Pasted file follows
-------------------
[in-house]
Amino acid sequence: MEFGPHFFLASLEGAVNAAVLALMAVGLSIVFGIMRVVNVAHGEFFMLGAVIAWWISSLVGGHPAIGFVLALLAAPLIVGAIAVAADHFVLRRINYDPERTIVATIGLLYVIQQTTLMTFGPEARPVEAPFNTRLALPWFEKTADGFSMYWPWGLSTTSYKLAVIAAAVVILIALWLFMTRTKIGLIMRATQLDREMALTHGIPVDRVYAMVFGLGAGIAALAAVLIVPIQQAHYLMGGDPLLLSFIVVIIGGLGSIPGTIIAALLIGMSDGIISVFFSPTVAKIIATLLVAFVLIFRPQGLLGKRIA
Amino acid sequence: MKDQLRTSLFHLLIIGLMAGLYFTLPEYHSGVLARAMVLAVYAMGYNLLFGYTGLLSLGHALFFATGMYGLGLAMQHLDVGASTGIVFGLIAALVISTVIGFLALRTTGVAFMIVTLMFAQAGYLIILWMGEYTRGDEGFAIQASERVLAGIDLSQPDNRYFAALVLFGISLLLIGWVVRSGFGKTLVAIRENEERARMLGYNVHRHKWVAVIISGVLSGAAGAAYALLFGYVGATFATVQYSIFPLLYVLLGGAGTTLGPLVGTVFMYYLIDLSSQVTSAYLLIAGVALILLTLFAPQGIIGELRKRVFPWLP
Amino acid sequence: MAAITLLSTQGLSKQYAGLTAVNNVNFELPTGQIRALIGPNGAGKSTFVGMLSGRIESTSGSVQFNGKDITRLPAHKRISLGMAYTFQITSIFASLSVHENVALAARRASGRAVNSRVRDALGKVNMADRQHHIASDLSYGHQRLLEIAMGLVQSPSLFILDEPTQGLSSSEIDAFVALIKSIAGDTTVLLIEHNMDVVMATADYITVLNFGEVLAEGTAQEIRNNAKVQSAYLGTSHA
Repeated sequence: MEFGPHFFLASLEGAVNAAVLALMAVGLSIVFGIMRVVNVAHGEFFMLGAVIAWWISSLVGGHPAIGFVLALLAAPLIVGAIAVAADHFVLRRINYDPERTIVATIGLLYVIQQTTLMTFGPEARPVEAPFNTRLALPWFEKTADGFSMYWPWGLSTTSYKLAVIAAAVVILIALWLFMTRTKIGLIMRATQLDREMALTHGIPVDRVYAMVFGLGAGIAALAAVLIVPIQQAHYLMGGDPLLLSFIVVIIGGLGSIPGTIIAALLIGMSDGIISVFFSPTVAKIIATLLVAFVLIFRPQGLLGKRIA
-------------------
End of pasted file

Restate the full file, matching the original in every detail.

[in-house]
Amino acid sequence: MEFGPHFFLASLEGAVNAAVLALMAVGLSIVFGIMRVVNVAHGEFFMLGAVIAWWISSLVGGHPAIGFVLALLAAPLIVGAIAVAADHFVLRRINYDPERTIVATIGLLYVIQQTTLMTFGPEARPVEAPFNTRLALPWFEKTADGFSMYWPWGLSTTSYKLAVIAAAVVILIALWLFMTRTKIGLIMRATQLDREMALTHGIPVDRVYAMVFGLGAGIAALAAVLIVPIQQAHYLMGGDPLLLSFIVVIIGGLGSIPGTIIAALLIGMSDGIISVFFSPTVAKIIATLLVAFVLIFRPQGLLGKRIA
Amino acid sequence: MKDQLRTSLFHLLIIGLMAGLYFTLPEYHSGVLARAMVLAVYAMGYNLLFGYTGLLSLGHALFFATGMYGLGLAMQHLDVGASTGIVFGLIAALVISTVIGFLALRTTGVAFMIVTLMFAQAGYLIILWMGEYTRGDEGFAIQASERVLAGIDLSQPDNRYFAALVLFGISLLLIGWVVRSGFGKTLVAIRENEERARMLGYNVHRHKWVAVIISGVLSGAAGAAYALLFGYVGATFATVQYSIFPLLYVLLGGAGTTLGPLVGTVFMYYLIDLSSQVTSAYLLIAGVALILLTLFAPQGIIGELRKRVFPWLP
Amino acid sequence: MAAITLLSTQGLSKQYAGLTAVNNVNFELPTGQIRALIGPNGAGKSTFVGMLSGRIESTSGSVQFNGKDITRLPAHKRISLGMAYTFQITSIFASLSVHENVALAARRASGRAVNSRVRDALGKVNMADRQHHIASDLSYGHQRLLEIAMGLVQSPSLFILDEPTQGLSSSEIDAFVALIKSIAGDTTVLLIEHNMDVVMATADYITVLNFGEVLAEGTAQEIRNNAKVQSAYLGTSHA
Repeated sequence: MEFGPHFFLASLEGAVNAAVLALMAVGLSIVFGIMRVVNVAHGEFFMLGAVIAWWISSLVGGHPAIGFVLALLAAPLIVGAIAVAADHFVLRRINYDPERTIVATIGLLYVIQQTTLMTFGPEARPVEAPFNTRLALPWFEKTADGFSMYWPWGLSTTSYKLAVIAAAVVILIALWLFMTRTKIGLIMRATQLDREMALTHGIPVDRVYAMVFGLGAGIAALAAVLIVPIQQAHYLMGGDPLLLSFIVVIIGGLGSIPGTIIAALLIGMSDGIISVFFSPTVAKIIATLLVAFVLIFRPQGLLGKRIA